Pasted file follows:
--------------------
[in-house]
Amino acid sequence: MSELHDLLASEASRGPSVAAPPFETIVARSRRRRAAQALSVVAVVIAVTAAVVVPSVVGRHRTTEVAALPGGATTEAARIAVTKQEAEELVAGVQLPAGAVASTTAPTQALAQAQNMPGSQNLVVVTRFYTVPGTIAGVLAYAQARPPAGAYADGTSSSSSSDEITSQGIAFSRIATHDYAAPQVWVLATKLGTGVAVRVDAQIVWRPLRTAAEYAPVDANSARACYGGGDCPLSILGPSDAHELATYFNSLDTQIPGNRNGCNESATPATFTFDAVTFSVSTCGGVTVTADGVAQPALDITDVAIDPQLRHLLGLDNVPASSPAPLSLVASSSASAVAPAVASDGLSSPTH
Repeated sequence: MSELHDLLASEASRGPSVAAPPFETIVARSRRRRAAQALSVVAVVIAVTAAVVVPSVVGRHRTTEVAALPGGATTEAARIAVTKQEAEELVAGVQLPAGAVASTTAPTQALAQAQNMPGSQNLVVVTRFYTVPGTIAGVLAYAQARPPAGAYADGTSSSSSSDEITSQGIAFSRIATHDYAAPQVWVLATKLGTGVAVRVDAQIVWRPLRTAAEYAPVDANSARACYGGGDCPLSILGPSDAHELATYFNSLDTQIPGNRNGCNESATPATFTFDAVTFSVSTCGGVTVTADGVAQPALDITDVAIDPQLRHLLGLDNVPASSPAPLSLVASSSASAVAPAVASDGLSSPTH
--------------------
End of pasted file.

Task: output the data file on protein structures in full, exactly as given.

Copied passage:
[in-house]
Amino acid sequence: MSELHDLLASEASRGPSVAAPPFETIVARSRRRRAAQALSVVAVVIAVTAAVVVPSVVGRHRTTEVAALPGGATTEAARIAVTKQEAEELVAGVQLPAGAVASTTAPTQALAQAQNMPGSQNLVVVTRFYTVPGTIAGVLAYAQARPPAGAYADGTSSSSSSDEITSQGIAFSRIATHDYAAPQVWVLATKLGTGVAVRVDAQIVWRPLRTAAEYAPVDANSARACYGGGDCPLSILGPSDAHELATYFNSLDTQIPGNRNGCNESATPATFTFDAVTFSVSTCGGVTVTADGVAQPALDITDVAIDPQLRHLLGLDNVPASSPAPLSLVASSSASAVAPAVASDGLSSPTH
Repeated sequence: MSELHDLLASEASRGPSVAAPPFETIVARSRRRRAAQALSVVAVVIAVTAAVVVPSVVGRHRTTEVAALPGGATTEAARIAVTKQEAEELVAGVQLPAGAVASTTAPTQALAQAQNMPGSQNLVVVTRFYTVPGTIAGVLAYAQARPPAGAYADGTSSSSSSDEITSQGIAFSRIATHDYAAPQVWVLATKLGTGVAVRVDAQIVWRPLRTAAEYAPVDANSARACYGGGDCPLSILGPSDAHELATYFNSLDTQIPGNRNGCNESATPATFTFDAVTFSVSTCGGVTVTADGVAQPALDITDVAIDPQLRHLLGLDNVPASSPAPLSLVASSSASAVAPAVASDGLSSPTH